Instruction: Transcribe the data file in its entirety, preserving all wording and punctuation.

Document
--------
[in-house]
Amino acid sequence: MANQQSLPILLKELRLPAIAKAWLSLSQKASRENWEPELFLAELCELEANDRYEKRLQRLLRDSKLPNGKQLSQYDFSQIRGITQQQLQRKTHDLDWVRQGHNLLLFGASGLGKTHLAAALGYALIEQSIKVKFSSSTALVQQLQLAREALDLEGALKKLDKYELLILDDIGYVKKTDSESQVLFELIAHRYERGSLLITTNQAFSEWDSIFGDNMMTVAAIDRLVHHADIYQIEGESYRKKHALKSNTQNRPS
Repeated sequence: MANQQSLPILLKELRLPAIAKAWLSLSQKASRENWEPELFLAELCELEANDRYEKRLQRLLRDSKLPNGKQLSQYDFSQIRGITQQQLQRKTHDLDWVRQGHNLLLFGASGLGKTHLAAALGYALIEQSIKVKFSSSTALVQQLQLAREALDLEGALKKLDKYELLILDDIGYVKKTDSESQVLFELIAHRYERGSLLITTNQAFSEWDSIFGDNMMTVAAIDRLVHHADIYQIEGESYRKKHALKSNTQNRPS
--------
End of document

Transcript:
[in-house]
Amino acid sequence: MANQQSLPILLKELRLPAIAKAWLSLSQKASRENWEPELFLAELCELEANDRYEKRLQRLLRDSKLPNGKQLSQYDFSQIRGITQQQLQRKTHDLDWVRQGHNLLLFGASGLGKTHLAAALGYALIEQSIKVKFSSSTALVQQLQLAREALDLEGALKKLDKYELLILDDIGYVKKTDSESQVLFELIAHRYERGSLLITTNQAFSEWDSIFGDNMMTVAAIDRLVHHADIYQIEGESYRKKHALKSNTQNRPS
Repeated sequence: MANQQSLPILLKELRLPAIAKAWLSLSQKASRENWEPELFLAELCELEANDRYEKRLQRLLRDSKLPNGKQLSQYDFSQIRGITQQQLQRKTHDLDWVRQGHNLLLFGASGLGKTHLAAALGYALIEQSIKVKFSSSTALVQQLQLAREALDLEGALKKLDKYELLILDDIGYVKKTDSESQVLFELIAHRYERGSLLITTNQAFSEWDSIFGDNMMTVAAIDRLVHHADIYQIEGESYRKKHALKSNTQNRPS